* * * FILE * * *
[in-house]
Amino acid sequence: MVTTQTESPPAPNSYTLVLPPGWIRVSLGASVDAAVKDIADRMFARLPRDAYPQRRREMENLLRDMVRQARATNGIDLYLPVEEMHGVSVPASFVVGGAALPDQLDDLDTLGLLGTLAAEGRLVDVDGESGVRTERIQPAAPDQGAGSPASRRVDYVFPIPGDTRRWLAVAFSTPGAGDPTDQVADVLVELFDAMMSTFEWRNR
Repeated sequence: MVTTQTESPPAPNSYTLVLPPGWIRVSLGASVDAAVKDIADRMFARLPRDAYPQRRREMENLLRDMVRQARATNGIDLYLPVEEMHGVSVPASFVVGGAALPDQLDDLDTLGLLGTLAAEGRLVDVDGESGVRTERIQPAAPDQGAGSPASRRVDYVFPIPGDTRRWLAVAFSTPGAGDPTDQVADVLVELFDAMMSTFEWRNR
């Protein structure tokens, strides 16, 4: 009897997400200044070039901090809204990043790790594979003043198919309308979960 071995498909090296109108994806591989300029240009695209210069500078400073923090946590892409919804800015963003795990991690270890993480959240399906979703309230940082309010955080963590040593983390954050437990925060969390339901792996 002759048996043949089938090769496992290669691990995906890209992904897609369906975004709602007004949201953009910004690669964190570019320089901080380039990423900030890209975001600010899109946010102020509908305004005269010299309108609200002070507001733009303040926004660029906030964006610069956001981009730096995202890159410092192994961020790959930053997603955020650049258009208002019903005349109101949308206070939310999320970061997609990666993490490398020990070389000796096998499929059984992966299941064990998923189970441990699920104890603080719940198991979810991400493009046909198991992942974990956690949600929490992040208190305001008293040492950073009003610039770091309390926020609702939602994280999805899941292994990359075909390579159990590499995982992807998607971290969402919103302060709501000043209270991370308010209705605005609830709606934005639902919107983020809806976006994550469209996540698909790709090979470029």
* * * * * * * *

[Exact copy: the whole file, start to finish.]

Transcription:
[in-house]
Amino acid sequence: MVTTQTESPPAPNSYTLVLPPGWIRVSLGASVDAAVKDIADRMFARLPRDAYPQRRREMENLLRDMVRQARATNGIDLYLPVEEMHGVSVPASFVVGGAALPDQLDDLDTLGLLGTLAAEGRLVDVDGESGVRTERIQPAAPDQGAGSPASRRVDYVFPIPGDTRRWLAVAFSTPGAGDPTDQVADVLVELFDAMMSTFEWRNR
Repeated sequence: MVTTQTESPPAPNSYTLVLPPGWIRVSLGASVDAAVKDIADRMFARLPRDAYPQRRREMENLLRDMVRQARATNGIDLYLPVEEMHGVSVPASFVVGGAALPDQLDDLDTLGLLGTLAAEGRLVDVDGESGVRTERIQPAAPDQGAGSPASRRVDYVFPIPGDTRRWLAVAFSTPGAGDPTDQVADVLVELFDAMMSTFEWRNR
């Protein structure tokens, strides 16, 4: 009897997400200044070039901090809204990043790790594979003043198919309308979960 071995498909090296109108994806591989300029240009695209210069500078400073923090946590892409919804800015963003795990991690270890993480959240399906979703309230940082309010955080963590040593983390954050437990925060969390339901792996 002759048996043949089938090769496992290669691990995906890209992904897609369906975004709602007004949201953009910004690669964190570019320089901080380039990423900030890209975001600010899109946010102020509908305004005269010299309108609200002070507001733009303040926004660029906030964006610069956001981009730096995202890159410092192994961020790959930053997603955020650049258009208002019903005349109101949308206070939310999320970061997609990666993490490398020990070389000796096998499929059984992966299941064990998923189970441990699920104890603080719940198991979810991400493009046909198991992942974990956690949600929490992040208190305001008293040492950073009003610039770091309390926020609702939602994280999805899941292994990359075909390579159990590499995982992807998607971290969402919103302060709501000043209270991370308010209705605005609830709606934005639902919107983020809806976006994550469209996540698909790709090979470029």